Charlotte Observer photographer fired for altering colors
Photographer lost his job for manipulating the colors in a photo that appeared in the newspaper.
Photographer fired for altering photo
Patrick Schneider: Where is the line?
♦ Photo comparison of three altered photos
Observer photo was altered improperly (archived)
NCPPA strips photographer’s POY Awards
Iran missile photo “doctored”
A photograph of a recent Iranian missile test was apparently doctored to show a fourth missile firing from a desert testing range.
Listen up, McClatchy
El Nuevo, the most-honored Spanish newspaper in the US, is ethically challenged.
Controversial photo ends Ed Keating’s career at The Times (archived)
Keating was accused of setting up a news photo in violation of the paper’s policy on journalistic ethics.
CBC boss grilled about “doctored” photo
The CBC used an altered photo to accompany a story on the Kyoto accord on its Web site in April 2007.
Fox News airs altered photos of NY Times reporters
During a live segment, Fox News featured photos of two New York Times reporters that appeared to have been digitally altered.
Beatles Abbey Road cigarette airbrushed
US poster companies have airbrushed the classic Beatles Abbey Road album cover to remove a cigarette from Paul McCartney’s hand.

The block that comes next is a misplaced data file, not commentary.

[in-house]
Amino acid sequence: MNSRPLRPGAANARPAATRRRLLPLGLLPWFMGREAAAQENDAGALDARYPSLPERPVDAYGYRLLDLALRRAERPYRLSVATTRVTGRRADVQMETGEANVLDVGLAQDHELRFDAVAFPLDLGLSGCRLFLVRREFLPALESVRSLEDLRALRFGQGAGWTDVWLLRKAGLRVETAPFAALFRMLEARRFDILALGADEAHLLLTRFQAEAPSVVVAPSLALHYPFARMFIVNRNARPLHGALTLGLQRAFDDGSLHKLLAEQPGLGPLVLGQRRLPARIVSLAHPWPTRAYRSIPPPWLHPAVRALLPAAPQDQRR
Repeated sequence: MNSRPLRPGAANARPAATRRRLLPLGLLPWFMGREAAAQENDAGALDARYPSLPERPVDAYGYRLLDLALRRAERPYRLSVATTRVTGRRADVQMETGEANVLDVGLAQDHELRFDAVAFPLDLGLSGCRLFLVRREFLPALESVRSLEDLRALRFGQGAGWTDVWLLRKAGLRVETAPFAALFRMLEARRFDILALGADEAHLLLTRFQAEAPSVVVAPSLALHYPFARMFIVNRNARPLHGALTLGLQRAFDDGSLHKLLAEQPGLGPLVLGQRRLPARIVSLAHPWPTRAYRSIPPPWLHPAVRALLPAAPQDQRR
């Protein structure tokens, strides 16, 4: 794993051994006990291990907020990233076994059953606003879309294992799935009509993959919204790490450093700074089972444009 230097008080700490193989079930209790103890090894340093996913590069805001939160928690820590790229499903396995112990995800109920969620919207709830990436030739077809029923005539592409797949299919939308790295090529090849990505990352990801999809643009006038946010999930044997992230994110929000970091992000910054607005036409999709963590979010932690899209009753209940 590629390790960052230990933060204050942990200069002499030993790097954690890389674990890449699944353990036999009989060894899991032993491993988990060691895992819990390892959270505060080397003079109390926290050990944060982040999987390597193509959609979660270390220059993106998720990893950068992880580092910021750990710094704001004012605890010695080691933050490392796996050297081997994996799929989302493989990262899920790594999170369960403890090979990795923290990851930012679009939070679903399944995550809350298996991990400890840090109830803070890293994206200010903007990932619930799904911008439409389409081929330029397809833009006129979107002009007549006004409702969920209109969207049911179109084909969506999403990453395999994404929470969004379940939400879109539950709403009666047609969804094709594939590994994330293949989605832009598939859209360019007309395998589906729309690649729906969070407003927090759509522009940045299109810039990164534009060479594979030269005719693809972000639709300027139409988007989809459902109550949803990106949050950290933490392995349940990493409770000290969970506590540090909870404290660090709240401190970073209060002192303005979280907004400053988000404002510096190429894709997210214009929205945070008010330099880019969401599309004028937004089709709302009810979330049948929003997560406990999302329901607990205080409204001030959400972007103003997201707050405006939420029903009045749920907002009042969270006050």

Scientology lies to media – doctored photos proof
Man with no head goes round the world…
School airbrushes pupil’s pink hair
A Suffolk schoolgirl had her pink hair airbrushed out of her year group photograph because teachers said the colour was incompatible with school uniform.
In marketing & advertising
Katie Couric photo airbrushed
Latest in series of digitally altered photos sparks mini controversy.
Jessica Alba airbrushed thinner for Campari
She may be one of the most beautiful women in the world… but that doesn’t stop Jessica Alba from getting airbrushed.
Magazine admits airbrushing Winslet
The editor of a UK men’s magazine has admitted its cover photograph of actress Kate Winslet was airbrushed to improve the image.
Counterfeiting for fun and profit
Since he died in 1996, Tupac Shakur has become a cottage industry.
Thin, pretty and airbrushed
Clicking the shutter is just the beginning of model beauty.
The man who can make you a star
Ron Rinaldi uses digital technology to help actors fulfill their dreams.
♦ What’s real? The murky road of digital retouching (archived)